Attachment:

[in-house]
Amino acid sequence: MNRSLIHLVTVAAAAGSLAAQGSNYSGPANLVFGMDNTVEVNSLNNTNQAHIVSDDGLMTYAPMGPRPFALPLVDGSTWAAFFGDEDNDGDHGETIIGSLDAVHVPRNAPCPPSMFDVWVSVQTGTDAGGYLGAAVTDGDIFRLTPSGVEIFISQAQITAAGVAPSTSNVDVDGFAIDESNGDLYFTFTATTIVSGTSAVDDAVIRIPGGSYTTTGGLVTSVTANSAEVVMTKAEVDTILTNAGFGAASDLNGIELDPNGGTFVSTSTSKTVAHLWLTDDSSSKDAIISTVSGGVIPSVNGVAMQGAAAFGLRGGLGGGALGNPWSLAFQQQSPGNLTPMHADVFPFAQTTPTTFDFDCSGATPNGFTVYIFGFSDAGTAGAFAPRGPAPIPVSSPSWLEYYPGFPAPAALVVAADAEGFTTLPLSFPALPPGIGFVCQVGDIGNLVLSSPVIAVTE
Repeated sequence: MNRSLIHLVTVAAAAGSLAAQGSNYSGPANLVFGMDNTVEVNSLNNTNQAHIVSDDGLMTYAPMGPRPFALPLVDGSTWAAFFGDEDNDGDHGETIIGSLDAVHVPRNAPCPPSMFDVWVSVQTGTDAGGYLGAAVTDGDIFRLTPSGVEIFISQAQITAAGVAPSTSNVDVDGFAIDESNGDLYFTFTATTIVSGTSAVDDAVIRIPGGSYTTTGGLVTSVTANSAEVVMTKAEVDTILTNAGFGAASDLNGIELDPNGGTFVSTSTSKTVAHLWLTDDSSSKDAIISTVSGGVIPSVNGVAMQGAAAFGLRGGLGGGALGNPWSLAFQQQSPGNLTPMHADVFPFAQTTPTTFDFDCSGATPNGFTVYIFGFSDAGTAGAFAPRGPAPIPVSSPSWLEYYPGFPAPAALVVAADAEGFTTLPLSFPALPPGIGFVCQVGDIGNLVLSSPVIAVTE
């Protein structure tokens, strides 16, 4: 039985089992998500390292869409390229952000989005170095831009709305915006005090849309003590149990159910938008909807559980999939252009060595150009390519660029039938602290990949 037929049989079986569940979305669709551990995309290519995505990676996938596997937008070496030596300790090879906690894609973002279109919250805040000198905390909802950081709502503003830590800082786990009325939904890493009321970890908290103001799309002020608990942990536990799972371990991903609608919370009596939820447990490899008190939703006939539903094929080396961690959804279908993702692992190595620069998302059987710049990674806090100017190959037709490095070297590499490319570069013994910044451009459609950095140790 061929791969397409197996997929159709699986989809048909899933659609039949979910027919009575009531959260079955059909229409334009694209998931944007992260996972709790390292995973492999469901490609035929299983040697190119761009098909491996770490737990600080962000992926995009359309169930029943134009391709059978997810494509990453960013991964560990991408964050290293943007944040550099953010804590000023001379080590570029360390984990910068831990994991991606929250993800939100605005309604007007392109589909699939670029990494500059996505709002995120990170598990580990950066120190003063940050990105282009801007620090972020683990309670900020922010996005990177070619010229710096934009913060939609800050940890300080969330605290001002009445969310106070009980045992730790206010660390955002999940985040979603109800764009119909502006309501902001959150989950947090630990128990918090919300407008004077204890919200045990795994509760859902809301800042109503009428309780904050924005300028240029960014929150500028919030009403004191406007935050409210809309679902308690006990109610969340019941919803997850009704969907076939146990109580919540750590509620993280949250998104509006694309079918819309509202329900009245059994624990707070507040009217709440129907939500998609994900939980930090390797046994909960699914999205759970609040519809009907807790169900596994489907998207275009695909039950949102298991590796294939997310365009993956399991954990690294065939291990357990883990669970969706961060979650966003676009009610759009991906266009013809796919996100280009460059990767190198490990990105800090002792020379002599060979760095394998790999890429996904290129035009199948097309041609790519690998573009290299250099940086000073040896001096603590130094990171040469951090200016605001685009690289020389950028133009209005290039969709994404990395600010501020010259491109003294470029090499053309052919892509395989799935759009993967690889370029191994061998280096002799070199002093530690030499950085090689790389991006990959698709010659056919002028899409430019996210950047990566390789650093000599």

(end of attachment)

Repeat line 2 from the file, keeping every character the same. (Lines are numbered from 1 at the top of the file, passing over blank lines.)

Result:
Amino acid sequence: MNRSLIHLVTVAAAAGSLAAQGSNYSGPANLVFGMDNTVEVNSLNNTNQAHIVSDDGLMTYAPMGPRPFALPLVDGSTWAAFFGDEDNDGDHGETIIGSLDAVHVPRNAPCPPSMFDVWVSVQTGTDAGGYLGAAVTDGDIFRLTPSGVEIFISQAQITAAGVAPSTSNVDVDGFAIDESNGDLYFTFTATTIVSGTSAVDDAVIRIPGGSYTTTGGLVTSVTANSAEVVMTKAEVDTILTNAGFGAASDLNGIELDPNGGTFVSTSTSKTVAHLWLTDDSSSKDAIISTVSGGVIPSVNGVAMQGAAAFGLRGGLGGGALGNPWSLAFQQQSPGNLTPMHADVFPFAQTTPTTFDFDCSGATPNGFTVYIFGFSDAGTAGAFAPRGPAPIPVSSPSWLEYYPGFPAPAALVVAADAEGFTTLPLSFPALPPGIGFVCQVGDIGNLVLSSPVIAVTE